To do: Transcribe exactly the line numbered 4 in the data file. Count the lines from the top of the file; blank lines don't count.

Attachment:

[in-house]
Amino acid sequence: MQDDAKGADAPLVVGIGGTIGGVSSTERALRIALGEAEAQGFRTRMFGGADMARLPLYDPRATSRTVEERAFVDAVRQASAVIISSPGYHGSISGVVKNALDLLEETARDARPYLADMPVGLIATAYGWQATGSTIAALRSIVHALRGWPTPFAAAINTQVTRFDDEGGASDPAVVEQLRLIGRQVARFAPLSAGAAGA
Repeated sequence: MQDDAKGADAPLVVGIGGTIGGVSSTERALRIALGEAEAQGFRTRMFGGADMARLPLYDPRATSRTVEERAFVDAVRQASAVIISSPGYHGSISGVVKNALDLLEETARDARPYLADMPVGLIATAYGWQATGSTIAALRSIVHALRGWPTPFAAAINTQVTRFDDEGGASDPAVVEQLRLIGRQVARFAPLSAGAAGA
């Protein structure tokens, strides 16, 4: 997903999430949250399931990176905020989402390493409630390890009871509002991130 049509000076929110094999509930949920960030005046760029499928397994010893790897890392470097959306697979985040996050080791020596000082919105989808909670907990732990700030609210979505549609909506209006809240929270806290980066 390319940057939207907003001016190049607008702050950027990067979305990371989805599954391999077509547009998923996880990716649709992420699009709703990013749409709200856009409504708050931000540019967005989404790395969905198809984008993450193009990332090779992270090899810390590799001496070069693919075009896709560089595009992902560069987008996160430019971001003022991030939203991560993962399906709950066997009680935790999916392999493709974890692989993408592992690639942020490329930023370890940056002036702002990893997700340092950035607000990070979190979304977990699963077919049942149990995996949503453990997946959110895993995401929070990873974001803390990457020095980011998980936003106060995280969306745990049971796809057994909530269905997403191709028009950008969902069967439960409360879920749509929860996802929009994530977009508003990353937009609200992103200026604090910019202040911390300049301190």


């Protein structure tokens, strides 16, 4: 997903999430949250399931990176905020989402390493409630390890009871509002991130 049509000076929110094999509930949920960030005046760029499928397994010893790897890392470097959306697979985040996050080791020596000082919105989808909670907990732990700030609210979505549609909506209006809240929270806290980066 390319940057939207907003001016190049607008702050950027990067979305990371989805599954391999077509547009998923996880990716649709992420699009709703990013749409709200856009409504708050931000540019967005989404790395969905198809984008993450193009990332090779992270090899810390590799001496070069693919075009896709560089595009992902560069987008996160430019971001003022991030939203991560993962399906709950066997009680935790999916392999493709974890692989993408592992690639942020490329930023370890940056002036702002990893997700340092950035607000990070979190979304977990699963077919049942149990995996949503453990997946959110895993995401929070990873974001803390990457020095980011998980936003106060995280969306745990049971796809057994909530269905997403191709028009950008969902069967439960409360879920749509929860996802929009994530977009508003990353937009609200992103200026604090910019202040911390300049301190």